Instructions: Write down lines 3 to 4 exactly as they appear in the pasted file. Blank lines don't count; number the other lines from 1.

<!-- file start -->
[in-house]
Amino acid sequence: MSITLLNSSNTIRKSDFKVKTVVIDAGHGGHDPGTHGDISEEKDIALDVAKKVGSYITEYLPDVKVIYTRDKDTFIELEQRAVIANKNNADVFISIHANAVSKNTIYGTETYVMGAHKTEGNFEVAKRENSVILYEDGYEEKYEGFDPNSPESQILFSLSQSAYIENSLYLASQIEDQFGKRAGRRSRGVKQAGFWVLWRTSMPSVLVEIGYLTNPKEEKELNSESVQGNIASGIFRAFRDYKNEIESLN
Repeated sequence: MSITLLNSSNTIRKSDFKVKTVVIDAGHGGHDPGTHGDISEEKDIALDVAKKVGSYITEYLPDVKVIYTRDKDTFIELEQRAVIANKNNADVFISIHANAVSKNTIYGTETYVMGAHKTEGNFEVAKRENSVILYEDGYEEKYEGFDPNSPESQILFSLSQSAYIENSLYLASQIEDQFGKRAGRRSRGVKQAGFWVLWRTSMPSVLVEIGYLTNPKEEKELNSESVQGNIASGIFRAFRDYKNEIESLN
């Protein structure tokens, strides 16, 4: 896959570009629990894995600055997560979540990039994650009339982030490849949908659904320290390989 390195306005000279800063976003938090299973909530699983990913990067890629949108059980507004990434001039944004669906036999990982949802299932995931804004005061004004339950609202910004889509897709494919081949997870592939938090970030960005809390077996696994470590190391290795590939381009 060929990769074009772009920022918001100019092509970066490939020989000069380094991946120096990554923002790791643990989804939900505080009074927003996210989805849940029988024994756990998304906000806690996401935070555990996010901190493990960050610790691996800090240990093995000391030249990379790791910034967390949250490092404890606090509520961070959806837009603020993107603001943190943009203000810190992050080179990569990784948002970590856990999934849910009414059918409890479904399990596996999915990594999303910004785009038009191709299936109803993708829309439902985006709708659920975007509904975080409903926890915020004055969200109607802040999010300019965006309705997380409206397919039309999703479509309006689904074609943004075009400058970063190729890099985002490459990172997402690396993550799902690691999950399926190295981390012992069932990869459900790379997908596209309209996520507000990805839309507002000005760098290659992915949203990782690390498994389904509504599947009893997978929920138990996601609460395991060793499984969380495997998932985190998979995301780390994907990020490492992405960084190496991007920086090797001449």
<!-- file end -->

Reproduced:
Repeated sequence: MSITLLNSSNTIRKSDFKVKTVVIDAGHGGHDPGTHGDISEEKDIALDVAKKVGSYITEYLPDVKVIYTRDKDTFIELEQRAVIANKNNADVFISIHANAVSKNTIYGTETYVMGAHKTEGNFEVAKRENSVILYEDGYEEKYEGFDPNSPESQILFSLSQSAYIENSLYLASQIEDQFGKRAGRRSRGVKQAGFWVLWRTSMPSVLVEIGYLTNPKEEKELNSESVQGNIASGIFRAFRDYKNEIESLN
């Protein structure tokens, strides 16, 4: 896959570009629990894995600055997560979540990039994650009339982030490849949908659904320290390989 390195306005000279800063976003938090299973909530699983990913990067890629949108059980507004990434001039944004669906036999990982949802299932995931804004005061004004339950609202910004889509897709494919081949997870592939938090970030960005809390077996696994470590190391290795590939381009 060929990769074009772009920022918001100019092509970066490939020989000069380094991946120096990554923002790791643990989804939900505080009074927003996210989805849940029988024994756990998304906000806690996401935070555990996010901190493990960050610790691996800090240990093995000391030249990379790791910034967390949250490092404890606090509520961070959806837009603020993107603001943190943009203000810190992050080179990569990784948002970590856990999934849910009414059918409890479904399990596996999915990594999303910004785009038009191709299936109803993708829309439902985006709708659920975007509904975080409903926890915020004055969200109607802040999010300019965006309705997380409206397919039309999703479509309006689904074609943004075009400058970063190729890099985002490459990172997402690396993550799902690691999950399926190295981390012992069932990869459900790379997908596209309209996520507000990805839309507002000005760098290659992915949203990782690390498994389904509504599947009893997978929920138990996601609460395991060793499984969380495997998932985190998979995301780390994907990020490492992405960084190496991007920086090797001449």